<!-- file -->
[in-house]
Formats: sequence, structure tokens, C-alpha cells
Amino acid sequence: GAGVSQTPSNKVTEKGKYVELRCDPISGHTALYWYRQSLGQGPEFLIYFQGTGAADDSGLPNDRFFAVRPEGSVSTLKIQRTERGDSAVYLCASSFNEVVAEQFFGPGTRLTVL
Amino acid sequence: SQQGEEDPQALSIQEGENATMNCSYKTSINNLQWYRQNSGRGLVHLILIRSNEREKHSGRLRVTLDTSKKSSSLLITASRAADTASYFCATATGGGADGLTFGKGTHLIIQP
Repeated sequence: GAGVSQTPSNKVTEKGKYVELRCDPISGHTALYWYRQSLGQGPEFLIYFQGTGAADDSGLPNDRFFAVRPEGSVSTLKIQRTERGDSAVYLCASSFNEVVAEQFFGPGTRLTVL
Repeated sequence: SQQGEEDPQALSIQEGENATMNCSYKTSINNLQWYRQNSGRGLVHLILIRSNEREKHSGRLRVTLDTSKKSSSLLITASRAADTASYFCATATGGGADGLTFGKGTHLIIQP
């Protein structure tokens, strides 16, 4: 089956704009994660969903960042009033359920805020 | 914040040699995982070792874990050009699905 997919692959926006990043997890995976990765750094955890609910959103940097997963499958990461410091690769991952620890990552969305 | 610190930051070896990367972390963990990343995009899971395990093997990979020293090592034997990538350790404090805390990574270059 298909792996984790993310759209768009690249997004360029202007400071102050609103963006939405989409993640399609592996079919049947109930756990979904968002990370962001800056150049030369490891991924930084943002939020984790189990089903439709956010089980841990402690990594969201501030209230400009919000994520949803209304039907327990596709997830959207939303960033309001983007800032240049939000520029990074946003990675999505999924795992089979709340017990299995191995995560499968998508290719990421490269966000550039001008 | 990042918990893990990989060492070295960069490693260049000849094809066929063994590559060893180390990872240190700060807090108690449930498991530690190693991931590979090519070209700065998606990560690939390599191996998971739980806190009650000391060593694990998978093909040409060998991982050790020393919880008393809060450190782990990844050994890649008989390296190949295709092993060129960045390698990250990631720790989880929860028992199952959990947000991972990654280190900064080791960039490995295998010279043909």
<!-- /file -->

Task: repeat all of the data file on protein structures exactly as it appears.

[in-house]
Formats: sequence, structure tokens, C-alpha cells
Amino acid sequence: GAGVSQTPSNKVTEKGKYVELRCDPISGHTALYWYRQSLGQGPEFLIYFQGTGAADDSGLPNDRFFAVRPEGSVSTLKIQRTERGDSAVYLCASSFNEVVAEQFFGPGTRLTVL
Amino acid sequence: SQQGEEDPQALSIQEGENATMNCSYKTSINNLQWYRQNSGRGLVHLILIRSNEREKHSGRLRVTLDTSKKSSSLLITASRAADTASYFCATATGGGADGLTFGKGTHLIIQP
Repeated sequence: GAGVSQTPSNKVTEKGKYVELRCDPISGHTALYWYRQSLGQGPEFLIYFQGTGAADDSGLPNDRFFAVRPEGSVSTLKIQRTERGDSAVYLCASSFNEVVAEQFFGPGTRLTVL
Repeated sequence: SQQGEEDPQALSIQEGENATMNCSYKTSINNLQWYRQNSGRGLVHLILIRSNEREKHSGRLRVTLDTSKKSSSLLITASRAADTASYFCATATGGGADGLTFGKGTHLIIQP
């Protein structure tokens, strides 16, 4: 089956704009994660969903960042009033359920805020 | 914040040699995982070792874990050009699905 997919692959926006990043997890995976990765750094955890609910959103940097997963499958990461410091690769991952620890990552969305 | 610190930051070896990367972390963990990343995009899971395990093997990979020293090592034997990538350790404090805390990574270059 298909792996984790993310759209768009690249997004360029202007400071102050609103963006939405989409993640399609592996079919049947109930756990979904968002990370962001800056150049030369490891991924930084943002939020984790189990089903439709956010089980841990402690990594969201501030209230400009919000994520949803209304039907327990596709997830959207939303960033309001983007800032240049939000520029990074946003990675999505999924795992089979709340017990299995191995995560499968998508290719990421490269966000550039001008 | 990042918990893990990989060492070295960069490693260049000849094809066929063994590559060893180390990872240190700060807090108690449930498991530690190693991931590979090519070209700065998606990560690939390599191996998971739980806190009650000391060593694990998978093909040409060998991982050790020393919880008393809060450190782990990844050994890649008989390296190949295709092993060129960045390698990250990631720790989880929860028992199952959990947000991972990654280190900064080791960039490995295998010279043909």